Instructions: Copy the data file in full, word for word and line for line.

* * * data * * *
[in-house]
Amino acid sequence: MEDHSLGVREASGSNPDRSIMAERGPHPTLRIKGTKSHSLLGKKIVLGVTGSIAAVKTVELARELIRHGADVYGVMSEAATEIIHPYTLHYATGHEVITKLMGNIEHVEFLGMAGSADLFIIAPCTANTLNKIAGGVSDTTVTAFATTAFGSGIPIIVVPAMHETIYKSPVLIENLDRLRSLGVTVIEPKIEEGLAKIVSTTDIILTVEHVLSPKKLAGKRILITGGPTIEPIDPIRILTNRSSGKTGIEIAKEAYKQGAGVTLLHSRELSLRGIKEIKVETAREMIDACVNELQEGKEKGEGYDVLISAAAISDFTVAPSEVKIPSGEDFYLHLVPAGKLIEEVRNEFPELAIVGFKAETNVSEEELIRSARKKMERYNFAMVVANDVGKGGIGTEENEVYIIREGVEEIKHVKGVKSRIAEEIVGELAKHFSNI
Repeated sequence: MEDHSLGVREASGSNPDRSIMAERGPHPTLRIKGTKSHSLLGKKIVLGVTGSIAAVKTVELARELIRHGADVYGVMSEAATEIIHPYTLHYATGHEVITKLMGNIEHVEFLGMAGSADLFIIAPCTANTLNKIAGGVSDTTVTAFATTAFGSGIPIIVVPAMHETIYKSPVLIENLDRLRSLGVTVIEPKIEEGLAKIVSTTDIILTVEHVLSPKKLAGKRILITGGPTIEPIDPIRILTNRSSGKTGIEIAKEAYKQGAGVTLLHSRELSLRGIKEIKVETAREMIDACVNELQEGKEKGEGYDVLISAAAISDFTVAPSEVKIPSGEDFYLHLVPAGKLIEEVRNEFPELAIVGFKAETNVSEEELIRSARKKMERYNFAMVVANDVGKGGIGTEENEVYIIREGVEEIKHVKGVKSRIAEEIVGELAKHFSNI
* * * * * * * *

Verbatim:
[in-house]
Amino acid sequence: MEDHSLGVREASGSNPDRSIMAERGPHPTLRIKGTKSHSLLGKKIVLGVTGSIAAVKTVELARELIRHGADVYGVMSEAATEIIHPYTLHYATGHEVITKLMGNIEHVEFLGMAGSADLFIIAPCTANTLNKIAGGVSDTTVTAFATTAFGSGIPIIVVPAMHETIYKSPVLIENLDRLRSLGVTVIEPKIEEGLAKIVSTTDIILTVEHVLSPKKLAGKRILITGGPTIEPIDPIRILTNRSSGKTGIEIAKEAYKQGAGVTLLHSRELSLRGIKEIKVETAREMIDACVNELQEGKEKGEGYDVLISAAAISDFTVAPSEVKIPSGEDFYLHLVPAGKLIEEVRNEFPELAIVGFKAETNVSEEELIRSARKKMERYNFAMVVANDVGKGGIGTEENEVYIIREGVEEIKHVKGVKSRIAEEIVGELAKHFSNI
Repeated sequence: MEDHSLGVREASGSNPDRSIMAERGPHPTLRIKGTKSHSLLGKKIVLGVTGSIAAVKTVELARELIRHGADVYGVMSEAATEIIHPYTLHYATGHEVITKLMGNIEHVEFLGMAGSADLFIIAPCTANTLNKIAGGVSDTTVTAFATTAFGSGIPIIVVPAMHETIYKSPVLIENLDRLRSLGVTVIEPKIEEGLAKIVSTTDIILTVEHVLSPKKLAGKRILITGGPTIEPIDPIRILTNRSSGKTGIEIAKEAYKQGAGVTLLHSRELSLRGIKEIKVETAREMIDACVNELQEGKEKGEGYDVLISAAAISDFTVAPSEVKIPSGEDFYLHLVPAGKLIEEVRNEFPELAIVGFKAETNVSEEELIRSARKKMERYNFAMVVANDVGKGGIGTEENEVYIIREGVEEIKHVKGVKSRIAEEIVGELAKHFSNI